Electrocardiogram (ECG)

An electrocardiogram (ECG) is a diagnostic test used to evaluate the electrical activity of the heart. It is often recommended for pets with heart disease or those at risk for heart disease. The test is non-invasive and involves attaching electrodes to the pet's chest to monitor the heart's electrical activity.

Magnetic Resonance Imaging (MRI)

Magnetic resonance imaging (MRI) is an advanced diagnostic test that uses magnetic fields and radio waves to produce detailed images of internal organs. MRI can be used to evaluate neurological issues, but can also be helpful when evaluating other organs. MRI is typically only available at specialist veterinary clinics and can be more expensive than other diagnostic tests. Your vet will likely place your dog or cat under general anesthesia for the duration of this diagnostic procedure. This will help to keep your pet still.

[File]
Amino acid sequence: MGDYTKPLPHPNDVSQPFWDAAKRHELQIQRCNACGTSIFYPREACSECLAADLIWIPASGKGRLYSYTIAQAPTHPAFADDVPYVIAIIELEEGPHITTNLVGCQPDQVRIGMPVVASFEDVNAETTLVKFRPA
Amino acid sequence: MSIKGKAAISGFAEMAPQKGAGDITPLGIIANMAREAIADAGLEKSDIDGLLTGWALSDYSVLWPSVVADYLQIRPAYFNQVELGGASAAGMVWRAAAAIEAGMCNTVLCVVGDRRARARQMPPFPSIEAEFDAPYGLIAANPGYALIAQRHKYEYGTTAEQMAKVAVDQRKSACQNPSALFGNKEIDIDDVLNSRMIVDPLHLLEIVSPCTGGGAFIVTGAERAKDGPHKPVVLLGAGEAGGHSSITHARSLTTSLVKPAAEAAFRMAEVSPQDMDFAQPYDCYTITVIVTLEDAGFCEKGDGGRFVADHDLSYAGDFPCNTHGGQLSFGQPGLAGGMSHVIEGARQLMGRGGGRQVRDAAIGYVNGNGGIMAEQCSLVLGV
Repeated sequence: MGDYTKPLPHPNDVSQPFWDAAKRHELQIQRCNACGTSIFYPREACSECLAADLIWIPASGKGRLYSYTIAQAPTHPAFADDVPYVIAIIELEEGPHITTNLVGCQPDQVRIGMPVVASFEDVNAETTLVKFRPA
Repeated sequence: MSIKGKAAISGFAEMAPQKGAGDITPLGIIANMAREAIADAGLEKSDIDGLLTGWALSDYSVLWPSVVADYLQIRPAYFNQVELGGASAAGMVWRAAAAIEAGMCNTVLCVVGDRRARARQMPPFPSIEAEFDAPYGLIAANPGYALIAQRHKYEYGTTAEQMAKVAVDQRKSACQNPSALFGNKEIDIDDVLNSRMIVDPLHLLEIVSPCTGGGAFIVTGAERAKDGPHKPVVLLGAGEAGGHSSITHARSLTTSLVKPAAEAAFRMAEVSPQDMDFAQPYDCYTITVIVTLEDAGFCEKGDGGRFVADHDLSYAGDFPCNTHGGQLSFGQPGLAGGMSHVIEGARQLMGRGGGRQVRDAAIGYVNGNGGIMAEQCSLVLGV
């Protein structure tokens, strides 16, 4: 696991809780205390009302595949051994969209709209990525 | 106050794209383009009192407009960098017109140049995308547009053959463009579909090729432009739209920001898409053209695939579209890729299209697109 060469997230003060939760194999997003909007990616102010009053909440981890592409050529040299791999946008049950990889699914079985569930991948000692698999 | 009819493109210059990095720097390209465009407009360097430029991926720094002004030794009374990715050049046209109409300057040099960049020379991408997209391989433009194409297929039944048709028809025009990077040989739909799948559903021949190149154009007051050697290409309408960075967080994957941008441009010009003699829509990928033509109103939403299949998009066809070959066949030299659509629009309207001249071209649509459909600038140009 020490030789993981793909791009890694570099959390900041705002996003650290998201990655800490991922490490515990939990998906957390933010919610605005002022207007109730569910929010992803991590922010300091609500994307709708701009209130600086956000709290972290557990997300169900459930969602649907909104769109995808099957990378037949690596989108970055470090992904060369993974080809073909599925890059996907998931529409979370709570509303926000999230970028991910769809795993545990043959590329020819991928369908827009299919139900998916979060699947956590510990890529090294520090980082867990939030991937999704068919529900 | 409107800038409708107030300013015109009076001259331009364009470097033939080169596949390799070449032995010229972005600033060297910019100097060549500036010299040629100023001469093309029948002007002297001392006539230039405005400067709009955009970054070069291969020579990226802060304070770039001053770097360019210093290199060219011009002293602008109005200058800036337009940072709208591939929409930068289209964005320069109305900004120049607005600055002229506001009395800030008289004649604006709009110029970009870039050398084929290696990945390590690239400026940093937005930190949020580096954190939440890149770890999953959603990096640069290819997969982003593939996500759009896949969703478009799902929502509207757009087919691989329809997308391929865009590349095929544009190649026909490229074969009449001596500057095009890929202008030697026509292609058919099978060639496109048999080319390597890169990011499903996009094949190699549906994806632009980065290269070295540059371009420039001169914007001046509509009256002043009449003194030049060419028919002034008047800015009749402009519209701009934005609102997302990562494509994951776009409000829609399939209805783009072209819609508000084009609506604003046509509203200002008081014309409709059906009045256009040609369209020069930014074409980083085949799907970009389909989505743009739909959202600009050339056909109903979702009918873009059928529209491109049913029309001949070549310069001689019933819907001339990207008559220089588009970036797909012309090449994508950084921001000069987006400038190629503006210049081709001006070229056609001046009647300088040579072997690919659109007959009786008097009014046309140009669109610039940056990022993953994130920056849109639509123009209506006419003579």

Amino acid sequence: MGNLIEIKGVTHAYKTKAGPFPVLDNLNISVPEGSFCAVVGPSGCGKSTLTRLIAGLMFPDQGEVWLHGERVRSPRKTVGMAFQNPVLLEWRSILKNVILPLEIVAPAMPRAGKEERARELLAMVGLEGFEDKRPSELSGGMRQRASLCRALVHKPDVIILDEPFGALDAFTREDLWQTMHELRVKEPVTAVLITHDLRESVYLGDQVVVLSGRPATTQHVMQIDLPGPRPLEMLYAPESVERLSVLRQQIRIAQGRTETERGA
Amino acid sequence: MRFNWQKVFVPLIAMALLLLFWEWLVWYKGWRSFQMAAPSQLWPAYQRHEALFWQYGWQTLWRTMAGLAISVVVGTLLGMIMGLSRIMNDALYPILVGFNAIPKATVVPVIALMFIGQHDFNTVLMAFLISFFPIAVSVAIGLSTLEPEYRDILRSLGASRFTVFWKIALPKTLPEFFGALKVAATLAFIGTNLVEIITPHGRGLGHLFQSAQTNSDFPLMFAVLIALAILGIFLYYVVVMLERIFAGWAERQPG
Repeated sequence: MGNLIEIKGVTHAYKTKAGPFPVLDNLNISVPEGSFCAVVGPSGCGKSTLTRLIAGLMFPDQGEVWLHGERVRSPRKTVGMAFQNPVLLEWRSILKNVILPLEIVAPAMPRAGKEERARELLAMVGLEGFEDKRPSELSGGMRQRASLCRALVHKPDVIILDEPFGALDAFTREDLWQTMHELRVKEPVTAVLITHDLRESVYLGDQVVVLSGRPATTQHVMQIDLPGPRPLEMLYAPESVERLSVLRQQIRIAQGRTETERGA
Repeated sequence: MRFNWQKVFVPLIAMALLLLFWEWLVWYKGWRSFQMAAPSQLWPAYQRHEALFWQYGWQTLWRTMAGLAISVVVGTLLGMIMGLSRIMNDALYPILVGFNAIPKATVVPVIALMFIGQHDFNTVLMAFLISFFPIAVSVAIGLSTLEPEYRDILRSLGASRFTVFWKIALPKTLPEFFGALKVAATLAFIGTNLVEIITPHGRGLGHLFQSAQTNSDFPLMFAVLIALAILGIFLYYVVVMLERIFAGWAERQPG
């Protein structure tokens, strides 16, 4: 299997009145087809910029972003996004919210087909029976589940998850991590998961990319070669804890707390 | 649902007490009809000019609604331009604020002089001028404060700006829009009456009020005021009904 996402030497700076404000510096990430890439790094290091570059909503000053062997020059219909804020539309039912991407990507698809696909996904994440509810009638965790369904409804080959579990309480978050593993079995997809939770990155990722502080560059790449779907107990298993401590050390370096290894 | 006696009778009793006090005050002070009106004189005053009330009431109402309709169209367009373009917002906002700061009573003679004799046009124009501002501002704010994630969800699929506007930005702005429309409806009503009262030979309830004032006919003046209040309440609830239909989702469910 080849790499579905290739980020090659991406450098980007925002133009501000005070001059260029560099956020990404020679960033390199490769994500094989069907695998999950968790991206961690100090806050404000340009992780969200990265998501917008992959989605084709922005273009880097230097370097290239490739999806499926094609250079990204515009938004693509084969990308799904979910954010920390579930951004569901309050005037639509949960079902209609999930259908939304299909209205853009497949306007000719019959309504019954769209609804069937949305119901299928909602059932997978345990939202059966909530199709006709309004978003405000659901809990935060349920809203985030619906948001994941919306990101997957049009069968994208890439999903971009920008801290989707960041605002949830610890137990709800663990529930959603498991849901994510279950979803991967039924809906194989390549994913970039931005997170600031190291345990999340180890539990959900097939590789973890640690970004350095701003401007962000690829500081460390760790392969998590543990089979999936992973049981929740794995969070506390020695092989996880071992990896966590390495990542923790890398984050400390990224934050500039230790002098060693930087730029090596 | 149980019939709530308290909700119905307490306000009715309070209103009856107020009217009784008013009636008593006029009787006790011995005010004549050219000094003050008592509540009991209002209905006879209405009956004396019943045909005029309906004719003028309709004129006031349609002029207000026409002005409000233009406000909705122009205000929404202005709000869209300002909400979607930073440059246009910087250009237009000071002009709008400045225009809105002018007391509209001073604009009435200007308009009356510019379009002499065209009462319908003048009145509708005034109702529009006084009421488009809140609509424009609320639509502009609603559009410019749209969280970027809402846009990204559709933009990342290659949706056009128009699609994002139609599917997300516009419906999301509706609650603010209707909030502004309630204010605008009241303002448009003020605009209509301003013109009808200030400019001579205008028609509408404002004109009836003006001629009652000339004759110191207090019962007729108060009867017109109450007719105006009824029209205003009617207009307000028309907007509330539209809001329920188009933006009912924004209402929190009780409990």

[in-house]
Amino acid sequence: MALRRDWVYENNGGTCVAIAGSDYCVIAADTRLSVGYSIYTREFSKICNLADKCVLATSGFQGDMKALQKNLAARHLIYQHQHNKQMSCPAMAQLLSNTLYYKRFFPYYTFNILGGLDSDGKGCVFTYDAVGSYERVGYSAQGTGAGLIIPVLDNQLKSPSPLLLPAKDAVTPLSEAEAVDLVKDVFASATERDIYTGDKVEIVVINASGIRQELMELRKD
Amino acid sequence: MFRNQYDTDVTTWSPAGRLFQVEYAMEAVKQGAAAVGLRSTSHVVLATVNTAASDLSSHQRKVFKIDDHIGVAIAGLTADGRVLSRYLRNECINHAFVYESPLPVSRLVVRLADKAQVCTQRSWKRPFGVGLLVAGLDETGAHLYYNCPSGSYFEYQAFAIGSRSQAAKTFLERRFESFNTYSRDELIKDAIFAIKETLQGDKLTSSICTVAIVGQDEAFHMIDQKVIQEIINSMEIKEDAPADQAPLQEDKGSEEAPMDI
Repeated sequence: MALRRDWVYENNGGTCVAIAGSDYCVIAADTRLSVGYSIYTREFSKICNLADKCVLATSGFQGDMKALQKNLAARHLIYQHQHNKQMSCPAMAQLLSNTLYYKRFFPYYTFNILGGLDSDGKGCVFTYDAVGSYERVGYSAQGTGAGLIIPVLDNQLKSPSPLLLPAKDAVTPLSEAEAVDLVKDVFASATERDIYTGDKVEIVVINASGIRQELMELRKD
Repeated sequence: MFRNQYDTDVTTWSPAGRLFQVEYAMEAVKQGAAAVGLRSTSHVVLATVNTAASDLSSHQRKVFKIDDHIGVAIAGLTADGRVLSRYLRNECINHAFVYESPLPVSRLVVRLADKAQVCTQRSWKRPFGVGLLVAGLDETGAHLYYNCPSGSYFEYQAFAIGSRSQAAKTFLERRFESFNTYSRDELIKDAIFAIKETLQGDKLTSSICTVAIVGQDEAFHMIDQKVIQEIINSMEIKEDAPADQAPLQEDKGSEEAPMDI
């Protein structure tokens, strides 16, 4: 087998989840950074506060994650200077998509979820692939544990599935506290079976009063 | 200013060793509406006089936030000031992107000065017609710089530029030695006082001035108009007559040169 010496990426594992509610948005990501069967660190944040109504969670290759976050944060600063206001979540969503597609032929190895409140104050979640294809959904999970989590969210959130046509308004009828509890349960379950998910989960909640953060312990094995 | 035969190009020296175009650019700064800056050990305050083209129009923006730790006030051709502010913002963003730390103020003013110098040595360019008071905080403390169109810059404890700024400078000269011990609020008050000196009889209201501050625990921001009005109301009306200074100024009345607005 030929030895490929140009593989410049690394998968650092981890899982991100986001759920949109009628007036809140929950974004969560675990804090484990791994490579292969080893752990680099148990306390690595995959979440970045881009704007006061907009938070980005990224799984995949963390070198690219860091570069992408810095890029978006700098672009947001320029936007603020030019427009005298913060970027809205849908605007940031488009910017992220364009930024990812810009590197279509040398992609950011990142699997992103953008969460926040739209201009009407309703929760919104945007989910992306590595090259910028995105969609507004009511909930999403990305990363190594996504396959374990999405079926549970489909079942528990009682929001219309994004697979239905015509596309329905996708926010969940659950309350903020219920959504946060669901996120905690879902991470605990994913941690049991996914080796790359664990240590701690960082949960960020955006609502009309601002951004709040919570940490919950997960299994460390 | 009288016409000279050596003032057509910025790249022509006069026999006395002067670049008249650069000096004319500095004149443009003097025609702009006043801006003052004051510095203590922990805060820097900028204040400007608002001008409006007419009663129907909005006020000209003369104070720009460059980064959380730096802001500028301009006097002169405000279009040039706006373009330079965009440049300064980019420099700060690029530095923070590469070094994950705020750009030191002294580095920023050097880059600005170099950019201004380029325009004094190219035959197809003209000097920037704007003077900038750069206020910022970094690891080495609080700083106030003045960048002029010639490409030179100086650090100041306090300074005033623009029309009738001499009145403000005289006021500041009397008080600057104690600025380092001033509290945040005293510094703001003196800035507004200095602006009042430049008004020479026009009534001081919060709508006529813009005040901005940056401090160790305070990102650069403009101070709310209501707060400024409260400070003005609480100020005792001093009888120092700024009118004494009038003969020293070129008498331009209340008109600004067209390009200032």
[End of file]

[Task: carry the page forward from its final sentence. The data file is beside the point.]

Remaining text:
Our Diagnostic Testing & Lab

At Surfside Animal Hospital, our veterinarians have access to a range of advanced diagnostic tools to accurately diagnose your pet's medical conditions and tailor treatment plans to your pet's specific requirements.

Our Oceanside pet pharmacy is stocked with a variety of prescription diets and medications, allowing us quick access to any medications your pet may require while in our care.

Note: The advice provided in this post is intended for informational purposes and does not constitute medical advice regarding pets. For an accurate diagnosis of your pet's condition, please make an appointment with your vet. 

Is your cat or dog showing symptoms pointing to an illness or condition? Please contact Surfside Animal Hospital to schedule an examination today.

Specialty Vets at Surfside Animal Hospital

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Surfside Animal Hospital is accepting new patients! Our experienced vets are passionate about the health of Oceanside companion animals. Get in touch today to book your pet's first appointment.